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dc.contributor.advisorMcCarrin, Michael
dc.contributor.advisorGondree, Mark
dc.contributor.authorBruaene, Joseph Van
dc.dateMar-16
dc.date.accessioned2016-04-29T21:19:06Z
dc.date.available2016-04-29T21:19:06Z
dc.date.issued2016-03
dc.identifier.urihttp://hdl.handle.net/10945/48487
dc.descriptionApproved for public release; distribution is unlimiteden_US
dc.description.abstractTraditional digital forensic practices have focused on individual hard disk analysis. As the digital universe continues to grow, and cyber crimes become more prevalent, the ability to make large scale cross-drive correlations among a large corpus of digital media becomes increasingly important. We propose a methodology that builds on bulk-analysis techniques to avoid operating system- and file-system specific parsing. In addition, we apply document similarity methods to forensic artifact correlation. By representing each disk image as a set of hash values corresponding to the 512-byte sectors on the disk, and calculating pair-wise similarity scores between hard disk images, we analyze a collection of disk images taken from various storage devices purchased from the secondary market. We conclude sector-based matching is sufficient to identify images in our dataset that share common DLLs, indicating similarity in their operating systems.We present a visualization of our results as an undirected graph with similarity scores represented as edge weights, and observe that disk images with common operating systems tend to align with graph clusters. Though no common set of sectors is present on all drives—even among the large fully-connected component in our graph—we find that grouping our dataset into subsets with the same operating system version does reveal sizable collections of common sectors, and achieved the best correlation between sector matches and high-level similarities in our dataset. Extending this technique to a larger dataset and continuing our investigation of the cause of sector-level matches could yield an automated method of profiling new disk images during the triage process. Moreover, this technique could be used to corroborate deductions regarding characteristics of information systems associated with target media.en_US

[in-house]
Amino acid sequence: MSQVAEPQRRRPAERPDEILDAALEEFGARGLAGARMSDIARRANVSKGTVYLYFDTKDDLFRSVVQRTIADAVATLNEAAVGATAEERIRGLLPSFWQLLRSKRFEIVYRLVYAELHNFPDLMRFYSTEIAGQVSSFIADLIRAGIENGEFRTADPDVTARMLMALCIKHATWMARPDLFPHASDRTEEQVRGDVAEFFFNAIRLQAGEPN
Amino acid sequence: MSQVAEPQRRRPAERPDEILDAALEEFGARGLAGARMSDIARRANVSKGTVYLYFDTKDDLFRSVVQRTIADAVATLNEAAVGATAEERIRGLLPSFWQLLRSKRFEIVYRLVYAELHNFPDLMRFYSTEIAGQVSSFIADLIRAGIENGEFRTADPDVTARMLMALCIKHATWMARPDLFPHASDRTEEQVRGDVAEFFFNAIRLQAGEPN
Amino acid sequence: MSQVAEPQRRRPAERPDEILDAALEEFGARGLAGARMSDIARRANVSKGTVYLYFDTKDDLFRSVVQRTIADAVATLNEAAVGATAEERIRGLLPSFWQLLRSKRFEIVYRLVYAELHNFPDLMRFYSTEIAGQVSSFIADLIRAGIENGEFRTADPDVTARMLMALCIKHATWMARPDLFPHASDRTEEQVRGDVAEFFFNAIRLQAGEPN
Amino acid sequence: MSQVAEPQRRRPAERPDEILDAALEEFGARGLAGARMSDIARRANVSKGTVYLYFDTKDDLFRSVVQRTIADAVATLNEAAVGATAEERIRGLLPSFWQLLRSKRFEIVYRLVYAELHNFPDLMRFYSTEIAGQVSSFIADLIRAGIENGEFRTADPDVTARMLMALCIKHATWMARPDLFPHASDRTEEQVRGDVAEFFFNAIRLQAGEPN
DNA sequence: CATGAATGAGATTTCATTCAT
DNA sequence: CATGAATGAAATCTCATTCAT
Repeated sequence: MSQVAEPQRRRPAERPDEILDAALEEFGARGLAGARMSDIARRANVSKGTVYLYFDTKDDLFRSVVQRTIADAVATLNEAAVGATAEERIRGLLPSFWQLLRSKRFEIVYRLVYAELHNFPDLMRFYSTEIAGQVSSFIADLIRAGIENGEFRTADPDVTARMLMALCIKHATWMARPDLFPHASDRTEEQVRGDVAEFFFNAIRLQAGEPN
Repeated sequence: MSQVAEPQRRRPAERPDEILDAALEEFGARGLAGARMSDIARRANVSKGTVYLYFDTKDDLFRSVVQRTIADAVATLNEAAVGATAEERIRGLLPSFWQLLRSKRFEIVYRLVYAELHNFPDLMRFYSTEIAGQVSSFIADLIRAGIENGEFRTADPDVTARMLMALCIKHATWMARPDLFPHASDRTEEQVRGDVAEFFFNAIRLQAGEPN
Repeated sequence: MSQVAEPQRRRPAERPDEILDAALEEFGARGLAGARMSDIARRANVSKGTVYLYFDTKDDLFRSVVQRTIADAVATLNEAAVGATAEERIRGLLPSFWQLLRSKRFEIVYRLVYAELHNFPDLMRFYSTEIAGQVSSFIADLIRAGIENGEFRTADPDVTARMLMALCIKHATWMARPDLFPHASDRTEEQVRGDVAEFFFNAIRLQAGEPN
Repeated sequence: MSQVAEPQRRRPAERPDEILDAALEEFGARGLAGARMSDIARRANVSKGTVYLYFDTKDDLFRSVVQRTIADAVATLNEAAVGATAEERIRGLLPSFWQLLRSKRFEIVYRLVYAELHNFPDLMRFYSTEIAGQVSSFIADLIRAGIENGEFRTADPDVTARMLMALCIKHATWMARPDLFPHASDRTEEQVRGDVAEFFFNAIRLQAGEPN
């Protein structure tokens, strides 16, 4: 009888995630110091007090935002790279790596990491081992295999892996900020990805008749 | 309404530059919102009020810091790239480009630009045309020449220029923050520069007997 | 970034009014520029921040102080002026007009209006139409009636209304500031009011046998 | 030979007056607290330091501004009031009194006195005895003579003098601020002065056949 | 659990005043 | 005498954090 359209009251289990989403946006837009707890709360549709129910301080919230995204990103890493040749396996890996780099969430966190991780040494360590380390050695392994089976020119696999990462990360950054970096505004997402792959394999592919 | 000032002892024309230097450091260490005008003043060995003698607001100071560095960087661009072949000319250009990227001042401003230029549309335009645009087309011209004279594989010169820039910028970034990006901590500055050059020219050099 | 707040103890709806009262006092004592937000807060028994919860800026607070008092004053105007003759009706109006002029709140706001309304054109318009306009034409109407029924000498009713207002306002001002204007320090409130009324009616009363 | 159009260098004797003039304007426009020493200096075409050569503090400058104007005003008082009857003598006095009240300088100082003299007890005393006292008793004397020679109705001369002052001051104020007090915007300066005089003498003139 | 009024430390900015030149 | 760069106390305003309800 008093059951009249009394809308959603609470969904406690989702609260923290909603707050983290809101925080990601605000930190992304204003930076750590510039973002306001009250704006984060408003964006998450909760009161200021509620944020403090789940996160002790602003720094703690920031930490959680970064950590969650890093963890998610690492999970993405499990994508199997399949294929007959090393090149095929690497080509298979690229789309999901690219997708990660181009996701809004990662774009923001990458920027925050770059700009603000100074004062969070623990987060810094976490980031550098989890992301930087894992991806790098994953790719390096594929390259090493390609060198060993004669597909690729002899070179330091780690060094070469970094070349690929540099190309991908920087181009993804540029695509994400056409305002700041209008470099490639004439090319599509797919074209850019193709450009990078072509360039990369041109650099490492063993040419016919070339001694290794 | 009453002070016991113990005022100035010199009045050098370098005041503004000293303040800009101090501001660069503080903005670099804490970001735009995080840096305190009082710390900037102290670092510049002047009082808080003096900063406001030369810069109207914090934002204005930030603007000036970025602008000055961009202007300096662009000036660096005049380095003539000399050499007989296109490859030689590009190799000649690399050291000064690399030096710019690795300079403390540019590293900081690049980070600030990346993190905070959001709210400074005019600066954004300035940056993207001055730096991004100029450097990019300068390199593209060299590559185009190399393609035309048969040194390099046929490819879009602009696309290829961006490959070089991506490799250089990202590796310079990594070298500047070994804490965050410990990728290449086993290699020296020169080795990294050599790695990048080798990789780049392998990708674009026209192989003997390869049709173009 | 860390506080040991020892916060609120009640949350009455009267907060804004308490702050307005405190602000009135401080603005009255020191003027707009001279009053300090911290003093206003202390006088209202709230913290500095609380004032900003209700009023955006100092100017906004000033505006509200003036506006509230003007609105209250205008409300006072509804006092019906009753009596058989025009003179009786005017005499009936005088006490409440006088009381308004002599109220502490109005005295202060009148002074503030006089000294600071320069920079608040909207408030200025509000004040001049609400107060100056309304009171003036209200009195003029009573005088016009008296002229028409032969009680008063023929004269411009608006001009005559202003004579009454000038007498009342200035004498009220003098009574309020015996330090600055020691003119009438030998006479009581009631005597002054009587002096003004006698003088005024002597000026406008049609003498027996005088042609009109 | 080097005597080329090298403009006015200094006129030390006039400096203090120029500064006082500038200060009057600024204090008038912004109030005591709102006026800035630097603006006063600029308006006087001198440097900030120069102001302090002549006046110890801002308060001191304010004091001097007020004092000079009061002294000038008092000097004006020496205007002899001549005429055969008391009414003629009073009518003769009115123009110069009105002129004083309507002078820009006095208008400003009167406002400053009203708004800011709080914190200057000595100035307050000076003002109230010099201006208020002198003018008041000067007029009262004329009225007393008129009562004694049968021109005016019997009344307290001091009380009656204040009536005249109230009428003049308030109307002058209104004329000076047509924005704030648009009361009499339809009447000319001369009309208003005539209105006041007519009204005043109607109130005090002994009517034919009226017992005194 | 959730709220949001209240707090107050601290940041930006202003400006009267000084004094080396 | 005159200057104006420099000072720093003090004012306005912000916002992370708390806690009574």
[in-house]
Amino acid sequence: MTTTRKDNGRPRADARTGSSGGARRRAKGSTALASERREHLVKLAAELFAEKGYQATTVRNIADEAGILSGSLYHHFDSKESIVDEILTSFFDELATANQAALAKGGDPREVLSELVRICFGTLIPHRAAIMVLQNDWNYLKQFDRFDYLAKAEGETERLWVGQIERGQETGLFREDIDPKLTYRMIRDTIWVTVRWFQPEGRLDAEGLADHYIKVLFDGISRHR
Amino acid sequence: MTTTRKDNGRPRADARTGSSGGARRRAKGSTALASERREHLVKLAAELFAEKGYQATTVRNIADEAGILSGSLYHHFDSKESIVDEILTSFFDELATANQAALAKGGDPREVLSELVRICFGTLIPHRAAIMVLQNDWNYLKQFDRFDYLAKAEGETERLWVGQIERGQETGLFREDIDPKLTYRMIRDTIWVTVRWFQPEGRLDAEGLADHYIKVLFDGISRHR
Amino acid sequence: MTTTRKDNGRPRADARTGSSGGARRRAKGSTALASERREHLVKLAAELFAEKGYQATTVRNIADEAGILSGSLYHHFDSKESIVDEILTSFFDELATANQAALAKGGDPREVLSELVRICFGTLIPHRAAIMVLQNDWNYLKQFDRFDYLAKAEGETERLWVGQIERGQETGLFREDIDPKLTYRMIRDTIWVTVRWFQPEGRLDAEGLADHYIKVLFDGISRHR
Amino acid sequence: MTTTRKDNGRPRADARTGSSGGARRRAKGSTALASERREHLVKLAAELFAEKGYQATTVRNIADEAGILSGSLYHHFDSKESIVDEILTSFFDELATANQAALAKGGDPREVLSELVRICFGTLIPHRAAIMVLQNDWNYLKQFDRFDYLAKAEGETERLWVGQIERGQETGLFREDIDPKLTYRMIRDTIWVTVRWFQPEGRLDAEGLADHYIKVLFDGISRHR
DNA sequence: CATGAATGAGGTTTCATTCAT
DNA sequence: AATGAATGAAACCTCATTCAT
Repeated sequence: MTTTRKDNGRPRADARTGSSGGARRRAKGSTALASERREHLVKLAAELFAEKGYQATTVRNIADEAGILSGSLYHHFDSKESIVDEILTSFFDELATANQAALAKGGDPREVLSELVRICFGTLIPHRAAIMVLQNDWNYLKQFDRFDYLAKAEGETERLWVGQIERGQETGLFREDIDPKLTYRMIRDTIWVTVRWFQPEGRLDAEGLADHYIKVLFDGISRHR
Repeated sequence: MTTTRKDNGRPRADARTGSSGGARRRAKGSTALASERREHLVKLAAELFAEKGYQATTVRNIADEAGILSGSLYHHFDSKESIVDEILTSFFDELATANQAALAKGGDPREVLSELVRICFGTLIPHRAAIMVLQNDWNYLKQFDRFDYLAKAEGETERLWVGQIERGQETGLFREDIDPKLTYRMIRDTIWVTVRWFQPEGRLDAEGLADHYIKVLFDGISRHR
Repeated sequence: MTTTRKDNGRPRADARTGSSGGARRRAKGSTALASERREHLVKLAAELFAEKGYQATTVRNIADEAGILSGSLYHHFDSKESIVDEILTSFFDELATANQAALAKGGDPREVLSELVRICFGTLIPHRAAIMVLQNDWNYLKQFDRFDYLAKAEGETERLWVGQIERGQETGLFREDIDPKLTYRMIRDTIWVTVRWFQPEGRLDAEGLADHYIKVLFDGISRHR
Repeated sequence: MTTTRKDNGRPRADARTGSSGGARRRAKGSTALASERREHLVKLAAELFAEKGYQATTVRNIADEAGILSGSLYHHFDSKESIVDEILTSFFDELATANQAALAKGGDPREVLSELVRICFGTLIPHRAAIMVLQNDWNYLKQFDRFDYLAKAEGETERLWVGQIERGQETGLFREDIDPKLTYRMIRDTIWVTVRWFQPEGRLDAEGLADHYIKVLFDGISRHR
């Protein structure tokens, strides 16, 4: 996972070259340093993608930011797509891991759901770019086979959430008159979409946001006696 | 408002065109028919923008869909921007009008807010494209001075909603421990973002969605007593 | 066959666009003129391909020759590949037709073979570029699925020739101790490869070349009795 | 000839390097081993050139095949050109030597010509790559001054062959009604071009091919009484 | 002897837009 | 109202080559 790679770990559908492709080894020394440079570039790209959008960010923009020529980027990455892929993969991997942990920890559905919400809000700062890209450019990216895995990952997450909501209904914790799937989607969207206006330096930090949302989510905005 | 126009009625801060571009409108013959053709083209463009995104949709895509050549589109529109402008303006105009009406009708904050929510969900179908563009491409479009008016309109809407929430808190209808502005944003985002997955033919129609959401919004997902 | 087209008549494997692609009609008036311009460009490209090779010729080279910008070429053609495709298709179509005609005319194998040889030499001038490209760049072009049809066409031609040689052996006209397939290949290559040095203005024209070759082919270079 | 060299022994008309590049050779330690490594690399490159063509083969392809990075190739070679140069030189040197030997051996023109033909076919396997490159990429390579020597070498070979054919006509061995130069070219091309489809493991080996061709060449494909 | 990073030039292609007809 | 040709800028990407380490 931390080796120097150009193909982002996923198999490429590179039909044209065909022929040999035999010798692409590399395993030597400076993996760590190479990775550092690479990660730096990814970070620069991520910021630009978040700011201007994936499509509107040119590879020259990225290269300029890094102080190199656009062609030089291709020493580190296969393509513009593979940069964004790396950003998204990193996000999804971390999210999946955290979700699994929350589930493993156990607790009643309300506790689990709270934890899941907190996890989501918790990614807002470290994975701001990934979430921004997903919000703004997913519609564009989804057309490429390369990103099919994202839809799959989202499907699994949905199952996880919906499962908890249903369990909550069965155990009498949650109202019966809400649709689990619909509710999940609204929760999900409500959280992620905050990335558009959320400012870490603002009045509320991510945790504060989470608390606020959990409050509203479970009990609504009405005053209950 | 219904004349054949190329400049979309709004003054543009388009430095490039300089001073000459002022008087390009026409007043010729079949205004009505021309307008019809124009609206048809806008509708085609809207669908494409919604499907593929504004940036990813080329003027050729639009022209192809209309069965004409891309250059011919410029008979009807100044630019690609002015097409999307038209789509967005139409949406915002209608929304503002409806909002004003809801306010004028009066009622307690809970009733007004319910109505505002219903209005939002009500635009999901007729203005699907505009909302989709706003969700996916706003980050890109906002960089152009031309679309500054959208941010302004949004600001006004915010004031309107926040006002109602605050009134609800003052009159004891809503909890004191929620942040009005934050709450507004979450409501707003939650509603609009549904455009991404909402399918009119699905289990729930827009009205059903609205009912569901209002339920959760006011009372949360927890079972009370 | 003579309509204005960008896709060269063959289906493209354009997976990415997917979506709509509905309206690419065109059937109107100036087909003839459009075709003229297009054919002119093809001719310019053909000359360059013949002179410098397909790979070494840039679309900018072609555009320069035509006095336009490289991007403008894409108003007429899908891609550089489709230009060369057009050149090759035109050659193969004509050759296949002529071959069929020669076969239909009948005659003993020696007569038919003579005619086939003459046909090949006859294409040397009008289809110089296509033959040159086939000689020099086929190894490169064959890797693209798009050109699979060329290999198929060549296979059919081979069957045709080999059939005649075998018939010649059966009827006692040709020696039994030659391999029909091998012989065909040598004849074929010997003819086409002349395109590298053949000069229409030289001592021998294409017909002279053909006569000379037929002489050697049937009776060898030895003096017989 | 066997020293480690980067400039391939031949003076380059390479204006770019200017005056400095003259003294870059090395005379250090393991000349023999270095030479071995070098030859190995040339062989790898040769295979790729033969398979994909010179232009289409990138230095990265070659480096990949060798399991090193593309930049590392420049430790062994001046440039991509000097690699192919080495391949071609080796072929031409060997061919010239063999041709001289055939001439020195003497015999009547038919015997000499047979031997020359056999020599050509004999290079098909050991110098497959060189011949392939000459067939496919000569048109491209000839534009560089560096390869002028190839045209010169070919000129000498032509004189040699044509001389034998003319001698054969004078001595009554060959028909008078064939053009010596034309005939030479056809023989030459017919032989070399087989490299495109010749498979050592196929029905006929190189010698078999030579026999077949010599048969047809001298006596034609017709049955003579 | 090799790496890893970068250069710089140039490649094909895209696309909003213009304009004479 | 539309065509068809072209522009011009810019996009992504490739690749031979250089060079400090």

dc.description.urihttp://archive.org/details/largescalecrossd1094548487
dc.publisherMonterey, California: Naval Postgraduate Schoolen_US
dc.rightsThis publication is a work of the U.S. Government as defined in Title 17, United States Code, Section 101. Copyright protection is not available for this work in the United Statesen_US
dc.titleLarge scale cross-drive correlation of digital mediaen_US
dc.typeThesisen_US
dc.contributor.departmentComputer Science
dc.contributor.departmentComputer Scienceen_US
dc.subject.authorDigital Forensicsen_US
dc.subject.authorSimilarity Detectionen_US
dc.subject.authorAutomated Correlationen_US
dc.subject.authorDigital Fingerprintingen_US
dc.subject.authorApproximate Matchingen_US
dc.subject.authorBulk Analysisen_US
dc.description.serviceLieutenant, United States Navyen_US
etd.thesisdegree.nameMaster of Science in Computer Scienceen_US
etd.thesisdegree.levelMastersen_US
etd.thesisdegree.disciplineComputer Scienceen_US
etd.thesisdegree.grantorNaval Postgraduate Schoolen_US


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